Recent progress in autonomous driving has been fuelled by improvements in machine learning. Ironically, most autonomous vehicles do not learn while they are in operation. If a car is used in the same location multiple times, it will act identically every single time. We propose to leverage and learn from repetition by allowing a neural network to save some of its activations in a geo-referenced data base that can be retrieved later on. If a vehicle is used in the same location multiple times, it builds up a rich data set of past network activations that aid object detection in the future. This allows it to recognize objects from afar when they are only perceived by a few pixels or LiDAR points. We further demonstrate that it is in fact possible to completely bootstrap an object detection classifier only based on repetition. Our approach has the potential to drastically improve the accuracy and safety of self-driving cars, enable them for sparsely populated areas, and allow them to adapt naturally to their local environment over time. [Go to the full record in the library's catalogue]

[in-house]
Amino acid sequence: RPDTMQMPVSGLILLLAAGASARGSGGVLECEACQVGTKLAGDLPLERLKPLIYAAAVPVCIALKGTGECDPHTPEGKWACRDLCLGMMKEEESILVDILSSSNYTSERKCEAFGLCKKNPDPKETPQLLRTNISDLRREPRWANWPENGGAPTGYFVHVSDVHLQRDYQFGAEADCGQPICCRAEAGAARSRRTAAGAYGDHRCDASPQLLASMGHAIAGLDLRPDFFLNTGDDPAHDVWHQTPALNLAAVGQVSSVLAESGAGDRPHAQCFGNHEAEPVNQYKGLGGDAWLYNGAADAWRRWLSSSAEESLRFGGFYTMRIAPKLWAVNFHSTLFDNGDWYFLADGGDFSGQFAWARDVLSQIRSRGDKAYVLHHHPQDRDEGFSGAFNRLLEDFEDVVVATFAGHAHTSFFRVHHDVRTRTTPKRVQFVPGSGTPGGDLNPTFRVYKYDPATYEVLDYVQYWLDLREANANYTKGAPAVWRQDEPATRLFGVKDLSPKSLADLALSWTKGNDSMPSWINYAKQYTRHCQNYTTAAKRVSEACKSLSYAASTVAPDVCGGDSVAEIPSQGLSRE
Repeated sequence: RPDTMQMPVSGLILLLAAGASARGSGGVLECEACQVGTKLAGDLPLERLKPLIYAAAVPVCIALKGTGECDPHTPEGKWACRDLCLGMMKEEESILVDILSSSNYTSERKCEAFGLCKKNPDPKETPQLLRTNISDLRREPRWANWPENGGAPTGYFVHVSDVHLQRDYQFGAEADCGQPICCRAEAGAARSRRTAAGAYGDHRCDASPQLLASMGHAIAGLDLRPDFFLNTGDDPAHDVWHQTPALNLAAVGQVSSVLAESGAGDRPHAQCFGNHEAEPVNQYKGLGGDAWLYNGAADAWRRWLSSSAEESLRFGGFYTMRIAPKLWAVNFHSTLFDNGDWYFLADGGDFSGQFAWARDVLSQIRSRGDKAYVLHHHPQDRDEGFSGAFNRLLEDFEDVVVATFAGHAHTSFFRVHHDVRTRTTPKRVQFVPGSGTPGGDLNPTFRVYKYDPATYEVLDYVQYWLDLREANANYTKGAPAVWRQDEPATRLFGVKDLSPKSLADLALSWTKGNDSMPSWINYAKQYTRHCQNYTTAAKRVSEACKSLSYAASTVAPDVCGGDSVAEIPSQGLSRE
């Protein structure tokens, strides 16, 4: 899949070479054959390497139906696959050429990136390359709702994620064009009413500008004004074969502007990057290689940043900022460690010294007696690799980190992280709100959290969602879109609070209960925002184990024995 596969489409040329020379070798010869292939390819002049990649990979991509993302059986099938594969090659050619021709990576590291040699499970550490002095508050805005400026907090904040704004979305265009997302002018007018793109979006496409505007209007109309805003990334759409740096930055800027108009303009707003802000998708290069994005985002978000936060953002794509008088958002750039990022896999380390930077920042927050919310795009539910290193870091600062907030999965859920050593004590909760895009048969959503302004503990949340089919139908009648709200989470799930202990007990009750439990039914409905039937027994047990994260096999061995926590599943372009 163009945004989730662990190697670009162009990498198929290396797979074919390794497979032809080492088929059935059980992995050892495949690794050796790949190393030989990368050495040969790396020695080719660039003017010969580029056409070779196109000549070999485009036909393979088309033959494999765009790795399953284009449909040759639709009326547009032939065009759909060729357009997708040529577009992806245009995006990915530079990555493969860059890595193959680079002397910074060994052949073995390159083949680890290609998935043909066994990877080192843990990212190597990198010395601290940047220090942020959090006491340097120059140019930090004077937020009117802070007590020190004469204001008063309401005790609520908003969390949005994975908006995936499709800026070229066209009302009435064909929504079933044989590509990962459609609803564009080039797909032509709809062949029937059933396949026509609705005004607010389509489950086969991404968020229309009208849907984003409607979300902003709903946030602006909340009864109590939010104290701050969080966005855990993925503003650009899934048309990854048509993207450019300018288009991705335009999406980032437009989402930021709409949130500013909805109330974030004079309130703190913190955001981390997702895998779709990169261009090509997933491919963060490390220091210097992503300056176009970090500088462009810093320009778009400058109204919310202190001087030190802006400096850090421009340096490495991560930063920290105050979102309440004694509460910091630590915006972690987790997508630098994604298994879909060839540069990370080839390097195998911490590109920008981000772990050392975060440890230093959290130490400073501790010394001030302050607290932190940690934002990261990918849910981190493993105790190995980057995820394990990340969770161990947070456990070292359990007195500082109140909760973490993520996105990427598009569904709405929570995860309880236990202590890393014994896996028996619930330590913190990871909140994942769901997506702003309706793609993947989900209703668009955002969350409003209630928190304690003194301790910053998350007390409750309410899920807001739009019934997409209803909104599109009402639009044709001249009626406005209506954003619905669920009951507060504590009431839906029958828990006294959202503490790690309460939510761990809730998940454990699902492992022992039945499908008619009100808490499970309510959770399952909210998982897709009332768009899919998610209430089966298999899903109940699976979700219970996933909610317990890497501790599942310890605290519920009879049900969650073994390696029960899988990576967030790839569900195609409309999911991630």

This video is presented here with the permission of the speakers.
Any downloading, storage, reproduction, and redistribution are strictly prohibited
without the prior permission of the respective speakers.
Go to Full Disclaimer.
This video is archived and disseminated for educational purposes only. It is presented here with the permission of the speakers, who have mandated the means of dissemination.
Statements of fact and opinions expressed are those of the inditextual participants. The HKBU and its Library assume no responsibility for the accuracy, validity, or completeness of the information presented.
Any downloading, storage, reproduction, and redistribution, in part or in whole, are strictly prohibited without the prior permission of the respective speakers. Please strictly observe the copyright law.